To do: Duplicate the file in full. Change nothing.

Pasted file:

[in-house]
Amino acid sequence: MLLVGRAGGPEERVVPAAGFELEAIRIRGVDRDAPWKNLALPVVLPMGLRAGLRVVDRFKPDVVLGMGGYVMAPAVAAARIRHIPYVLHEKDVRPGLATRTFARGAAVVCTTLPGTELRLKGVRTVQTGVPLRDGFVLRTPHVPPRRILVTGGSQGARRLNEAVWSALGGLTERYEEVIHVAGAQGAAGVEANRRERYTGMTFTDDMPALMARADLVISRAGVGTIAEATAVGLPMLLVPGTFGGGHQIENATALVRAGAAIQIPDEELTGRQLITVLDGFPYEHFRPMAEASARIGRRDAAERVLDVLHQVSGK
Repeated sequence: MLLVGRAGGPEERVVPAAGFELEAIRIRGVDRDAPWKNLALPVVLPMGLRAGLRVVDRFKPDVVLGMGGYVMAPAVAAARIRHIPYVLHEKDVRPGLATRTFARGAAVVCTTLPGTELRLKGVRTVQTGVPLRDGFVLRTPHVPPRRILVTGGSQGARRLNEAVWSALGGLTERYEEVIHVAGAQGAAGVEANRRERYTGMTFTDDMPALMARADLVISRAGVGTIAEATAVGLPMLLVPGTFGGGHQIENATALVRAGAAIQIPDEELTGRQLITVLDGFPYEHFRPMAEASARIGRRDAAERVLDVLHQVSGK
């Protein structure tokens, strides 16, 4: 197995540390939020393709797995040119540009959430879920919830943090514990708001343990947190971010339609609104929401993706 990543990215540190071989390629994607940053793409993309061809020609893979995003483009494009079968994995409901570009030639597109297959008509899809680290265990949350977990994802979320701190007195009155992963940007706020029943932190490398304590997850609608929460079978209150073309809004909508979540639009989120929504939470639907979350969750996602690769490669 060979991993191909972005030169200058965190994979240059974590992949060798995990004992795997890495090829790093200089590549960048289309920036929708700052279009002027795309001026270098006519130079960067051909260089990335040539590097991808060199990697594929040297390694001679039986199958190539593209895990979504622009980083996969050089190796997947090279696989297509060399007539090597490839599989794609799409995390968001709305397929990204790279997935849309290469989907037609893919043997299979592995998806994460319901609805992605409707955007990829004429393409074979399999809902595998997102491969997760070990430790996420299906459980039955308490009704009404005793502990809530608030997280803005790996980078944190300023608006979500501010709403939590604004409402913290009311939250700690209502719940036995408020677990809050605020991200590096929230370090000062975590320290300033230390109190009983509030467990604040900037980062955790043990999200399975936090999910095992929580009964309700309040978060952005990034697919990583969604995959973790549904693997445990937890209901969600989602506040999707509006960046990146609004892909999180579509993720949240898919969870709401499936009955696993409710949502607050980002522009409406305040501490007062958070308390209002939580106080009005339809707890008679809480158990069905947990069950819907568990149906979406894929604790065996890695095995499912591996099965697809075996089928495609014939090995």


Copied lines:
[in-house]
Amino acid sequence: MLLVGRAGGPEERVVPAAGFELEAIRIRGVDRDAPWKNLALPVVLPMGLRAGLRVVDRFKPDVVLGMGGYVMAPAVAAARIRHIPYVLHEKDVRPGLATRTFARGAAVVCTTLPGTELRLKGVRTVQTGVPLRDGFVLRTPHVPPRRILVTGGSQGARRLNEAVWSALGGLTERYEEVIHVAGAQGAAGVEANRRERYTGMTFTDDMPALMARADLVISRAGVGTIAEATAVGLPMLLVPGTFGGGHQIENATALVRAGAAIQIPDEELTGRQLITVLDGFPYEHFRPMAEASARIGRRDAAERVLDVLHQVSGK
Repeated sequence: MLLVGRAGGPEERVVPAAGFELEAIRIRGVDRDAPWKNLALPVVLPMGLRAGLRVVDRFKPDVVLGMGGYVMAPAVAAARIRHIPYVLHEKDVRPGLATRTFARGAAVVCTTLPGTELRLKGVRTVQTGVPLRDGFVLRTPHVPPRRILVTGGSQGARRLNEAVWSALGGLTERYEEVIHVAGAQGAAGVEANRRERYTGMTFTDDMPALMARADLVISRAGVGTIAEATAVGLPMLLVPGTFGGGHQIENATALVRAGAAIQIPDEELTGRQLITVLDGFPYEHFRPMAEASARIGRRDAAERVLDVLHQVSGK
């Protein structure tokens, strides 16, 4: 197995540390939020393709797995040119540009959430879920919830943090514990708001343990947190971010339609609104929401993706 990543990215540190071989390629994607940053793409993309061809020609893979995003483009494009079968994995409901570009030639597109297959008509899809680290265990949350977990994802979320701190007195009155992963940007706020029943932190490398304590997850609608929460079978209150073309809004909508979540639009989120929504939470639907979350969750996602690769490669 060979991993191909972005030169200058965190994979240059974590992949060798995990004992795997890495090829790093200089590549960048289309920036929708700052279009002027795309001026270098006519130079960067051909260089990335040539590097991808060199990697594929040297390694001679039986199958190539593209895990979504622009980083996969050089190796997947090279696989297509060399007539090597490839599989794609799409995390968001709305397929990204790279997935849309290469989907037609893919043997299979592995998806994460319901609805992605409707955007990829004429393409074979399999809902595998997102491969997760070990430790996420299906459980039955308490009704009404005793502990809530608030997280803005790996980078944190300023608006979500501010709403939590604004409402913290009311939250700690209502719940036995408020677990809050605020991200590096929230370090000062975590320290300033230390109190009983509030467990604040900037980062955790043990999200399975936090999910095992929580009964309700309040978060952005990034697919990583969604995959973790549904693997445990937890209901969600989602506040999707509006960046990146609004892909999180579509993720949240898919969870709401499936009955696993409710949502607050980002522009409406305040501490007062958070308390209002939580106080009005339809707890008679809480158990069905947990069950819907568990149906979406894929604790065996890695095995499912591996099965697809075996089928495609014939090995």